Public Art for Spatial Justice to support Massachusetts Artists (US)
New England Foundation for the Arts (NEFA) is accepting applications for the Public Art for Spatial Justice to support public art that creatively expresses and embodies a more just version of what’s possible in public.
Public Art for Spatial Justice grants supports Massachusetts artists and artistic collaborations to create public art in Massachusetts that fosters public imagination and contributes to more just futures for the public spaces and public culture.
Public Art for Spatial Justice grants ranges from $5,000-$10,000.
Funding Criteria & Priorities
Public Art for Spatial Justice aims to fund a range of projects across Massachusetts that foster public imagination and contribute to more just futures for their public spaces and public culture.
Eligible projects will be reviewed according to the following funding criteria:
Artists/Artistic Collaborations share in NEFA’s values and commitment to the work of dismantling the legacies of racism, anti-Blackness, and white supremacy culture. Priority will be given to projects that:
Are led or co-led by artists who identify as Black, Indigenous, People of Color (BIPOC). The path to dismantling the legacies of racism and white supremacy culture includes centering BIPOC (Black Indigenous People of Color)-led creative exploration and expression in public spaces.
Disrupt harmful historic narratives that uphold structural inequities, decolonize and/or indigenize spaces, and/or centers BIPOC creativity, imagination, and expression in public spaces
Relevance: Projects creatively engage important public conversation(s) that are or need to be happening in this particular moment, in this particular place. Context is important in public artmaking. Public spaces are not neutral. And public art made in public spaces is not neutral.
Integrity: Projects honor the integrity of the people, places, stories, and ideas – past, present, and future- engaged in the artmaking. Public art practices that reduce people, places, and stories to tools for artmaking are harmful. Also, artists are collaborators and co-conspirators on this journey towards justice, not saviors.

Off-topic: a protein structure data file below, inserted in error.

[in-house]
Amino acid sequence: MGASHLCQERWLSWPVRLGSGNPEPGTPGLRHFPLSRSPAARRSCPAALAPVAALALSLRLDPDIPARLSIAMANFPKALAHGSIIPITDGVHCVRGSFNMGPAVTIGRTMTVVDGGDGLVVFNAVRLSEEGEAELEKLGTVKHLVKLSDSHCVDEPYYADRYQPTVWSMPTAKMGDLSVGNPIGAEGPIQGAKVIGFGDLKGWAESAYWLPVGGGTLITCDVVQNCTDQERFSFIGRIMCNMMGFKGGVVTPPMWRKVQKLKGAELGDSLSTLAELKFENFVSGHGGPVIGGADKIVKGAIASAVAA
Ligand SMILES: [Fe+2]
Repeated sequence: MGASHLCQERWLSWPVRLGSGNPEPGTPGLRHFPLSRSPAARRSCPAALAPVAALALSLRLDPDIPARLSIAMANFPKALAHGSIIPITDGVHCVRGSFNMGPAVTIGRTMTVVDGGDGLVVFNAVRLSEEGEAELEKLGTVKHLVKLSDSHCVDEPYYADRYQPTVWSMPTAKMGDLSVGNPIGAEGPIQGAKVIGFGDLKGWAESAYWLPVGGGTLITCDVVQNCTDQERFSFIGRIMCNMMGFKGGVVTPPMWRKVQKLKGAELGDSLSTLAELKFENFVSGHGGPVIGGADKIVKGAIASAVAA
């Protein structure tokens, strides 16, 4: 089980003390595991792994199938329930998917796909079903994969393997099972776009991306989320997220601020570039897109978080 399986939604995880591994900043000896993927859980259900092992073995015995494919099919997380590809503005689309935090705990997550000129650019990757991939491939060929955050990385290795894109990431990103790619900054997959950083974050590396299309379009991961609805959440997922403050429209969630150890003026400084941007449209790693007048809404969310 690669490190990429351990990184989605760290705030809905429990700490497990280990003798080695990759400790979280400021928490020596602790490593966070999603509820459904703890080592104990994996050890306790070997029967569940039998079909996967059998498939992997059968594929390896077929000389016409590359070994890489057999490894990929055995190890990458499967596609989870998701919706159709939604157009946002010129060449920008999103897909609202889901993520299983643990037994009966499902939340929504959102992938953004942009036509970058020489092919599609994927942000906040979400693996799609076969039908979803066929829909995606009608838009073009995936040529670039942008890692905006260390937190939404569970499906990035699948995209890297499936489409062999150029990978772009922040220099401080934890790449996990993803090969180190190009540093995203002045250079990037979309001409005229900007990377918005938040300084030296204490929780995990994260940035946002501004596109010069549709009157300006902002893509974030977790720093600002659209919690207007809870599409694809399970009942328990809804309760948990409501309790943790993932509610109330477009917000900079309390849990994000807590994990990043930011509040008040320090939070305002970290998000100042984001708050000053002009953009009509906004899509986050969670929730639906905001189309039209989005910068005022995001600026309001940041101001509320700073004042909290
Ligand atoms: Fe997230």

*They recognize that feasibility may vary depending on how public health guidelines evolve during the pandemic. They ask that artists are realistic about feasibility while acknowledging that this may change as public health guidelines change.
The lead Applicant must be a Massachusetts-based artist or artistic collaboration
The lead applicant may be an individual(s), fiscally sponsored collective, and/or 501c3 organization;
Individual artist applicants and payees must be 18+ years old;
Artistic collaborations applying may consist of 2-3 individual artists working together, or more formal collectives/collaborations that have fiscal sponsorship or 501c3 status;
Recognizing the intersectionality of artists’ identities, they acknowledge that artists may also identify as cultural practitioners, activists, and community-rooted collaborators, and maybe self/community-taught, institutionally trained, or a combination of both. All are welcome to apply.
Note: Public Art for Spatial Justice Grants are taxable income to individual recipients and reportable to the IRS. Grantees will receive 1099 from NEFA if total payments exceed the minimum requirements set by the IRS within a calendar year.
Proposed public art project must:
Be located in the state of Massachusetts;
Engage the public realm and be available to the general public;
Projects may include public-facing elements that are engaging both physical and/or virtual spaces;
Ideally, projects will engage physical places/spaces, but they recognize public health standards continue to evolve during this pandemic. They will work with grantees to determine safe protocols to meet current public health standards;
Creatively cultivate expressions of and/or embodiment of spatial justice through public artmaking. Projects of all artistic disciplines – visual, performative, rooted in ritual, etc.- are eligible.
A complete grantee report is due 40 days after the project is completed. Grantees who do not submit a complete grantee report on time will not be eligible for Collective Imagination for Spatial Justice or Public Art for Spatial Justice grants.
Public Art for Spatial Justice applications will be accepted from late July through October 19, 2020. Submitted applications will be reviewed on a monthly basis, after each of the grant deadlines.
Grantees will have 12 months from the beginning of the grant year to implement projects.
Reminder: Public Art for Spatial Justice grants are taxable income to individual recipients and reportable to the IRS. Grantees will receive 1099 from NEFA if total payments exceed the minimum requirements set by the IRS within a calendar year. (Currently, the minimum requirement is $600.)
For more information, visit https://www.nefa.org/CreateSpatialJustice